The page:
As a right, health care does not impose a claim or imposition by one to pre-empt challenges from another, such as ownership of property. It affirms a familiar human legacy, such as the right to drink clean water or breathe healthy air — rights contested today by some corporate interests.

Like the right to freedom of speech, religion, to marry the person of one’s choice or to manage one’s savings and expenditures, health care is traditionally expected and valued in any society, performed according to the understandings of that culture. Such rights are valued by people around the world, though they cannot be taken for granted.

Smith also misunderstands the concept of “democratic socialism,” which is not a Marxist or totalitarian plan. Subjection to the requirements of the state and of fellow citizens are no more noteworthy in Sweden than in the United States, yet citizens’ satisfaction with their civic and community lives may be much higher in Sweden.

Vital, dynamic and contested ideas like these deserve to be explored and understood.

Stephen Benson


Portland not a sports town

I don’t feel bad for the city of Portland for losing the Portland Pirates hockey team. I have been to a few games over the years, and it’s a great fan-friendly place to be, especially when the weather that time of year isn’t great.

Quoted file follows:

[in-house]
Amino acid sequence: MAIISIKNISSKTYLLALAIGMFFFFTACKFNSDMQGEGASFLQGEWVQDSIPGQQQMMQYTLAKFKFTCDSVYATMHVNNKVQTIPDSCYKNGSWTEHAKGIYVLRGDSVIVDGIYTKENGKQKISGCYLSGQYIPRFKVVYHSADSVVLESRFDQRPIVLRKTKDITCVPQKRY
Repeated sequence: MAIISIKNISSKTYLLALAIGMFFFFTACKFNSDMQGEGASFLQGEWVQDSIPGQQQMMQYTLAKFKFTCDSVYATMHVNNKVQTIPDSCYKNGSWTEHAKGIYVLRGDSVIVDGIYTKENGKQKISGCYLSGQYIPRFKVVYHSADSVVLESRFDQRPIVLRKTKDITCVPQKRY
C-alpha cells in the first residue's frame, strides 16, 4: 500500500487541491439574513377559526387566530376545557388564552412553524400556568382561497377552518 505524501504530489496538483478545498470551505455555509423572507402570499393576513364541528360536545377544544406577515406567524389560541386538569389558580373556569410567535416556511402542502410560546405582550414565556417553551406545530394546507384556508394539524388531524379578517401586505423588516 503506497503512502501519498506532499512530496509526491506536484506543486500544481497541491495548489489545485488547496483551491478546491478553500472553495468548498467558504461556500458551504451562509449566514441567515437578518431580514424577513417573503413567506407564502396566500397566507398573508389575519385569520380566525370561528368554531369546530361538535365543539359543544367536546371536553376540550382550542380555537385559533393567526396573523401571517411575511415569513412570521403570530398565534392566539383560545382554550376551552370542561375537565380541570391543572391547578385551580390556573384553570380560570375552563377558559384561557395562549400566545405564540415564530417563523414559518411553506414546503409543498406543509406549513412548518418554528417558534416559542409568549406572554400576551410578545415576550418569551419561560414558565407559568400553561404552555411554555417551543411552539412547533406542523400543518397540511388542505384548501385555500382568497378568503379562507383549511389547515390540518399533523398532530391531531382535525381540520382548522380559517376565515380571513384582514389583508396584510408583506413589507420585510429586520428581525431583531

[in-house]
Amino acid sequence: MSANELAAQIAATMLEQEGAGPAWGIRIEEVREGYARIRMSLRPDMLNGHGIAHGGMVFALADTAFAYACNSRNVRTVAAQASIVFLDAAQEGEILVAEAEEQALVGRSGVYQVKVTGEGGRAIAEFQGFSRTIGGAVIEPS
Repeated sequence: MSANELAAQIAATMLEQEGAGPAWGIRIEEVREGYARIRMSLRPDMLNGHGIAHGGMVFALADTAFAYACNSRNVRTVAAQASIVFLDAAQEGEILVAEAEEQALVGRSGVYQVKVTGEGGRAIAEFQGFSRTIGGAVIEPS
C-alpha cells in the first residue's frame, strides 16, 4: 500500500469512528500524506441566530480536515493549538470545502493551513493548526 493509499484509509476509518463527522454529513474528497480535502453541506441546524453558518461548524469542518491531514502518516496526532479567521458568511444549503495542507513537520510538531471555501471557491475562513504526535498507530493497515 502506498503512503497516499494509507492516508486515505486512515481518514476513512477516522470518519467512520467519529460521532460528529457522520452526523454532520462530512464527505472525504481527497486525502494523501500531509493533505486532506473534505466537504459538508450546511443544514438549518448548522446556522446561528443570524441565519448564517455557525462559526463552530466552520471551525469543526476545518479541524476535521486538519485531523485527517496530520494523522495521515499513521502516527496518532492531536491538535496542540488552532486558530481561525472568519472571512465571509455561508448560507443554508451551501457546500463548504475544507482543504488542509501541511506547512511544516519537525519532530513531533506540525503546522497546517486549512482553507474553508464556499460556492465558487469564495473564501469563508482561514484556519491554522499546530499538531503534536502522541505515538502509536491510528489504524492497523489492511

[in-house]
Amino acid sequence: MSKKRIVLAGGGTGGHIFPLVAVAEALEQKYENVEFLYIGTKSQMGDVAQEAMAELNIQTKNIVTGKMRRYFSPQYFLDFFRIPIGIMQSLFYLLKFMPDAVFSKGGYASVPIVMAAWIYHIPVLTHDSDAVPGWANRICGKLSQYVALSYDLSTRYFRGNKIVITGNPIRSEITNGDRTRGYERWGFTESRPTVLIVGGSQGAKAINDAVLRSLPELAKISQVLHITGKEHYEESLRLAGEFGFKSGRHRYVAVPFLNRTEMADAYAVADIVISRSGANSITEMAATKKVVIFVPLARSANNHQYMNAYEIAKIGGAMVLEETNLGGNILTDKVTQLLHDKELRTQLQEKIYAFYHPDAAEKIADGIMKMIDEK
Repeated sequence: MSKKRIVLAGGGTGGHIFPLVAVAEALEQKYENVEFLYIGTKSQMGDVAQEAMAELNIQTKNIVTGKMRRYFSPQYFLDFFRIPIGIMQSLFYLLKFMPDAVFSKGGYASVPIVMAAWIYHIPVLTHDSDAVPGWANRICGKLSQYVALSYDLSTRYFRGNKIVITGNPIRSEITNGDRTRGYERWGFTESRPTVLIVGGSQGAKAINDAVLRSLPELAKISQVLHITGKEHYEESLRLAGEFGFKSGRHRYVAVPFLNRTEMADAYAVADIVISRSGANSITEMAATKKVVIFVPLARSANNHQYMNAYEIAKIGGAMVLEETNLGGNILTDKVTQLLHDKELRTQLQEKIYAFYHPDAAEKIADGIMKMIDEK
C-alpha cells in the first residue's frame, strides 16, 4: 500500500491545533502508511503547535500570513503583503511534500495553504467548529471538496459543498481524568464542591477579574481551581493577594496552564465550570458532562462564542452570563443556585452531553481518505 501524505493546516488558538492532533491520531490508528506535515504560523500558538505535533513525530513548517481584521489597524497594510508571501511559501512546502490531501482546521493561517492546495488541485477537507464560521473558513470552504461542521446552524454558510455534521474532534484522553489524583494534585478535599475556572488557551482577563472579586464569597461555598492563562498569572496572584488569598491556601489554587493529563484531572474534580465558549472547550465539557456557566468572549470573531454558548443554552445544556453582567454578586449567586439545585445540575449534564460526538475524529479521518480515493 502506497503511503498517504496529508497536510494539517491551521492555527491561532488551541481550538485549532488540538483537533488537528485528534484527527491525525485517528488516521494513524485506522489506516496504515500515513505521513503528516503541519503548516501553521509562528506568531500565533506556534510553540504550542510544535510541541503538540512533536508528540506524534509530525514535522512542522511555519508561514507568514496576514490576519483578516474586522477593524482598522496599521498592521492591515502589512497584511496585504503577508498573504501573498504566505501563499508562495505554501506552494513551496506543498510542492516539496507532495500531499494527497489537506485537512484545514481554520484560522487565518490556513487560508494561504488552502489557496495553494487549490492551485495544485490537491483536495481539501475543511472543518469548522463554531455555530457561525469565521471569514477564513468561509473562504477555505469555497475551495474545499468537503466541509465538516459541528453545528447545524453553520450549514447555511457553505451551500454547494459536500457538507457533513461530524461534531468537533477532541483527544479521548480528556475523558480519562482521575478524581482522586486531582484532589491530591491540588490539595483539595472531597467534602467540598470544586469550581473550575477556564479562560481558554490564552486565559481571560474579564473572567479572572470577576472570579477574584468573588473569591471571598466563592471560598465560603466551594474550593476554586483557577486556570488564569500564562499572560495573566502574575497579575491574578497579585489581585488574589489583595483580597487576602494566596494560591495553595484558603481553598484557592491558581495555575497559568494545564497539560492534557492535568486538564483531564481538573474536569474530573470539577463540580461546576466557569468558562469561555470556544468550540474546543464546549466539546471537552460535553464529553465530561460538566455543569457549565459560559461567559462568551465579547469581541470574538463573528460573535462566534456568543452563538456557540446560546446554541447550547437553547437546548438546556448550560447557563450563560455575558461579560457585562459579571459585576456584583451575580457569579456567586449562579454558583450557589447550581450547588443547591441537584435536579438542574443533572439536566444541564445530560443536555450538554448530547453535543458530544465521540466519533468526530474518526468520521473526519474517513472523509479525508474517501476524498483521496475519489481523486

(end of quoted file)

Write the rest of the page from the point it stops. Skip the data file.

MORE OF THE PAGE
The city is just not a sports town. Even the Red Claws attendance is down in a place that only holds 3,000 people. The Sea Dogs do OK, but part of that is the time of year. During the Sea Dogs season, the weather is warm, people want to be outdoors and Portland also has tourists to help bump up the numbers.

If people wanted the Portland Pirates to stay, then here’s an idea for Portlanders: Go to the games.

Mike Stoup

Old Town

Fiddleheads in no danger

Troy Haines of Mapleton as reported in a May 6 BDN article wants to start harvesting fiddleheads commercially while protecting the overharvesting of such a tasty dish that so many have come to enjoy. But to become a picker, people must attend classes to learn how. These classes will teach them how to keep foreign material from getting into their containers. How long will it be before more want to join in commercial harvesting of fiddleheads further endangering the possibility of ruining fiddlehead beds?

This is about the most ridiculous thing I have ever heard of. If this comes to pass, then the first thing that must happen is for laws to be passed to protect the fiddlehead from being overharvested, such as a written permit with the picker’s name on it and how much the picker is allowed to pick. Who will be responsible for this? The picker, of course.

Who is going to enforce these laws? The fiddlehead warden, of course. They must be hired, trained and paid. How many would be needed? A large number would be needed to patrol all of the fiddlehead areas in Aroostook County if they are going to be effective.

How do people come up with such ideas? They must have too much free time on their hands. I say take this idea and throw it in the wastebasket before it goes any further. Things have worked well for so many years the way they are, so why throw a wrench into things now?

Robert Beaulieu